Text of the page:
The story mostly revolves around Daemon and Saetan, who, along with Lucivar, revolve themselves around Jaenelle, a young and abused girl who is also Witch, powerful and prophesied. Jaenelle knows nothing of her destiny, only that she sees and hears things that others believe aren't real, and that the truest friends she has are those who live in other realms. Daemon has his sights set on being her lover, when she's older. Saetan views her more as a daughter. Lucivar... Well, we don't really get to see much of Lucivar. He shows up in only a few scenes, we know he'll play some part in all this, but it isn't so much mysteriously hinted at as not really dealt with.
Added to all of this is the fact that the politics of the landed are corrupt and brutal. The society being a matriarchal one is not unheard of in fantasy, but the level of abuse that the females in power believe they can inflict upon males is nothing short of abuse in itself. I've heard a good many people insist that this portrayal of society is unrealistic and smacks of "girl power gone insane." In some ways, they may not be wrong. What is worth keeping in mind though is that what Bishop did here is nothing but a gender reversal. If you saw the same situation with males in power and abusing females as their sex slaves, their trophies, it wouldn't be remarked upon as being unrealistic at all. Bishop did a good job of pointing out gender inequality by doing nothing more than flipping it upside down, less a subtle undercurrent and more of a blatant, "Take that."
I did have my problems with this book, though, and the setting in which it takes place. First off, many of the Blood characters seem to be inconsistent in their emotions, one moment being cunning and calculating, aloof and powerful, the next throwing hissy fits because somebody won't do what they say. This did little but make me feel uncomfortable and disgusted, and to little end given that the political and social situation running through the entire novel did that in a far more profound way.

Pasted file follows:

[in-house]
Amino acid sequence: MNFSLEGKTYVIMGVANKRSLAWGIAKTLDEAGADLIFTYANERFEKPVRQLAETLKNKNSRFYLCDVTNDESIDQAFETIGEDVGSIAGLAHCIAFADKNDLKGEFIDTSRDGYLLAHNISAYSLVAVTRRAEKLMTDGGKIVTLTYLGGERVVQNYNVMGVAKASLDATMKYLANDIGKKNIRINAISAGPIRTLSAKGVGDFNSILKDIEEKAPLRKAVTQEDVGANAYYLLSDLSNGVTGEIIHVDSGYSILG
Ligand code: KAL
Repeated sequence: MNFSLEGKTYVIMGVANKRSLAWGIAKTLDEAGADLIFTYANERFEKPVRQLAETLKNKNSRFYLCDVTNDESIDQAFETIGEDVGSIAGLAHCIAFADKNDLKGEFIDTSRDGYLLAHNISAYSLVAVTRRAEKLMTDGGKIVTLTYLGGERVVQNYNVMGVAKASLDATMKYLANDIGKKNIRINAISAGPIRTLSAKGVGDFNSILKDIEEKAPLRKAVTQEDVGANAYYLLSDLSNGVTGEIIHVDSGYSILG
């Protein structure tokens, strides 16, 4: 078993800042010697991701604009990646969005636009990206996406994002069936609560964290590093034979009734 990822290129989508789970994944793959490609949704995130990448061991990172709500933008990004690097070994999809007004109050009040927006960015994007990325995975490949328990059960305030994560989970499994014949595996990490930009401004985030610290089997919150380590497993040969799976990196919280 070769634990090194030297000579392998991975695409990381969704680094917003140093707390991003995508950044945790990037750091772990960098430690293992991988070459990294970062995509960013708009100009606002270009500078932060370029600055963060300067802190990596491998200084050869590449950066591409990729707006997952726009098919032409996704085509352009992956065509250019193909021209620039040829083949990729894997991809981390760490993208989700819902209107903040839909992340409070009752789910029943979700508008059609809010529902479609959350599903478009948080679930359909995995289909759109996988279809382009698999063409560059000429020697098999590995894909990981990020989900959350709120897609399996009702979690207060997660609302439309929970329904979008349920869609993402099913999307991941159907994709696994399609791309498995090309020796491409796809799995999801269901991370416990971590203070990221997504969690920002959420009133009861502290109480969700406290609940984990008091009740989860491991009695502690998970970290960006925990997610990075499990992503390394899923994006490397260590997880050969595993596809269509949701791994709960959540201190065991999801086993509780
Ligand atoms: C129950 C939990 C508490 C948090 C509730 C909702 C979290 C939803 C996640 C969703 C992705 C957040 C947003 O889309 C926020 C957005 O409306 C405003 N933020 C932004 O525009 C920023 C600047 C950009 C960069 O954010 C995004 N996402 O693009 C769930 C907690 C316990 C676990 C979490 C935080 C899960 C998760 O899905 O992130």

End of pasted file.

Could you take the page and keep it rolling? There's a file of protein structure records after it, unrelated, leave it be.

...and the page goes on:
I'm also not a big fan of the 'dark' names used throughout the novel. Saetan, Daemon, Lucivar, Hekatah... All allusions to dark figures from various real-world mythologies, and they gave off the feel of "dark for the sake of dark." That sort of thing never impresses me, and often leaves me with the feeling that the author couldn't have a character's dark side stand on its own but that the audience would need a constant reminder.
Ditto when it comes to the sexual aspects of this book. It seemed like the characters took every opportunity to make sexual references, not in the form of bawdy jokes or leers and stares, but in more casual mentions. It wasn't enough to say that a woman had been broken, or broken by a Warlord. No, we have to have it pointed out that she was "broken on a warlord's spear." It seemed needless, and once again seemed like it was trying to be edgy without having a need to be edgy. Really, when a main plot point in the novel is the sexual abuse of young girls, readers aren't going to be shocked by casual euphemisms.
But in all honesty, when most of the things I have a problem with in a novel are small nitpicky things that don't actually affect the storytelling or the plot itself, I can consider the book to be a pretty good one. I'm glad that I took the time to revisit Daughter of the Blood instead of letting my decade-old impressions continue, as now I'm quite interested in pursuing the rest of the series. The world that Bishop weaves is complex and many-layered, the characters interesting and not without considerable flaws and foibles. It is, in short, what many fantasy novels strive for and fall short of in their development. It's by no means perfect, but it is still good, and that's quite enough for me.(less)